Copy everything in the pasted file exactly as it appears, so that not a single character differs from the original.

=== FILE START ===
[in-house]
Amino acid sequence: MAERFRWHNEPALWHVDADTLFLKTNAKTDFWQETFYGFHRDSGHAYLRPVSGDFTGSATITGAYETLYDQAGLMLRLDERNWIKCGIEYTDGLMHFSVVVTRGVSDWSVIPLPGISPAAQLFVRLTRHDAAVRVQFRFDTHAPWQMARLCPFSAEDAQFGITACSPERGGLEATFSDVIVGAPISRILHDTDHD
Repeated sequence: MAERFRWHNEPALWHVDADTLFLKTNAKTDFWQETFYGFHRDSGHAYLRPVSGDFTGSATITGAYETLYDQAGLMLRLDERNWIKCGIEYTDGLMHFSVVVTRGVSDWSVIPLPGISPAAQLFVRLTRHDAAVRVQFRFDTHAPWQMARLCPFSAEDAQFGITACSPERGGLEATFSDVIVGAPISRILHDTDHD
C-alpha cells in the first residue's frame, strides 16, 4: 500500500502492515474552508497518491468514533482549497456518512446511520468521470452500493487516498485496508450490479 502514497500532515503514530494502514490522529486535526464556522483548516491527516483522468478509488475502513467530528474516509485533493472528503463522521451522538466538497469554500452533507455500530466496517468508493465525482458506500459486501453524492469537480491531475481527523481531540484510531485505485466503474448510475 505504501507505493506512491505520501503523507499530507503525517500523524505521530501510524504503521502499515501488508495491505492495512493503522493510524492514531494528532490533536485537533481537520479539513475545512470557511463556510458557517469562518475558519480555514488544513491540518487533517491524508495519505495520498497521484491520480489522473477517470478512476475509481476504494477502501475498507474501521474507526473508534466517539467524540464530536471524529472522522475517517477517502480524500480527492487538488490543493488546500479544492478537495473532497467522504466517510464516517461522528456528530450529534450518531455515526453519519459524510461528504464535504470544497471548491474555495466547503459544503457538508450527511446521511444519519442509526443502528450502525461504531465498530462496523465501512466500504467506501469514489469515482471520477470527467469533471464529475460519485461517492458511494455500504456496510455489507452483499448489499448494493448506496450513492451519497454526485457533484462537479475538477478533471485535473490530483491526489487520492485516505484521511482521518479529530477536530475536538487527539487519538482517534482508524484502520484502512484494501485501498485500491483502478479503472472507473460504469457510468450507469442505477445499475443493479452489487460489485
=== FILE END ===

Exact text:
[in-house]
Amino acid sequence: MAERFRWHNEPALWHVDADTLFLKTNAKTDFWQETFYGFHRDSGHAYLRPVSGDFTGSATITGAYETLYDQAGLMLRLDERNWIKCGIEYTDGLMHFSVVVTRGVSDWSVIPLPGISPAAQLFVRLTRHDAAVRVQFRFDTHAPWQMARLCPFSAEDAQFGITACSPERGGLEATFSDVIVGAPISRILHDTDHD
Repeated sequence: MAERFRWHNEPALWHVDADTLFLKTNAKTDFWQETFYGFHRDSGHAYLRPVSGDFTGSATITGAYETLYDQAGLMLRLDERNWIKCGIEYTDGLMHFSVVVTRGVSDWSVIPLPGISPAAQLFVRLTRHDAAVRVQFRFDTHAPWQMARLCPFSAEDAQFGITACSPERGGLEATFSDVIVGAPISRILHDTDHD
C-alpha cells in the first residue's frame, strides 16, 4: 500500500502492515474552508497518491468514533482549497456518512446511520468521470452500493487516498485496508450490479 502514497500532515503514530494502514490522529486535526464556522483548516491527516483522468478509488475502513467530528474516509485533493472528503463522521451522538466538497469554500452533507455500530466496517468508493465525482458506500459486501453524492469537480491531475481527523481531540484510531485505485466503474448510475 505504501507505493506512491505520501503523507499530507503525517500523524505521530501510524504503521502499515501488508495491505492495512493503522493510524492514531494528532490533536485537533481537520479539513475545512470557511463556510458557517469562518475558519480555514488544513491540518487533517491524508495519505495520498497521484491520480489522473477517470478512476475509481476504494477502501475498507474501521474507526473508534466517539467524540464530536471524529472522522475517517477517502480524500480527492487538488490543493488546500479544492478537495473532497467522504466517510464516517461522528456528530450529534450518531455515526453519519459524510461528504464535504470544497471548491474555495466547503459544503457538508450527511446521511444519519442509526443502528450502525461504531465498530462496523465501512466500504467506501469514489469515482471520477470527467469533471464529475460519485461517492458511494455500504456496510455489507452483499448489499448494493448506496450513492451519497454526485457533484462537479475538477478533471485535473490530483491526489487520492485516505484521511482521518479529530477536530475536538487527539487519538482517534482508524484502520484502512484494501485501498485500491483502478479503472472507473460504469457510468450507469442505477445499475443493479452489487460489485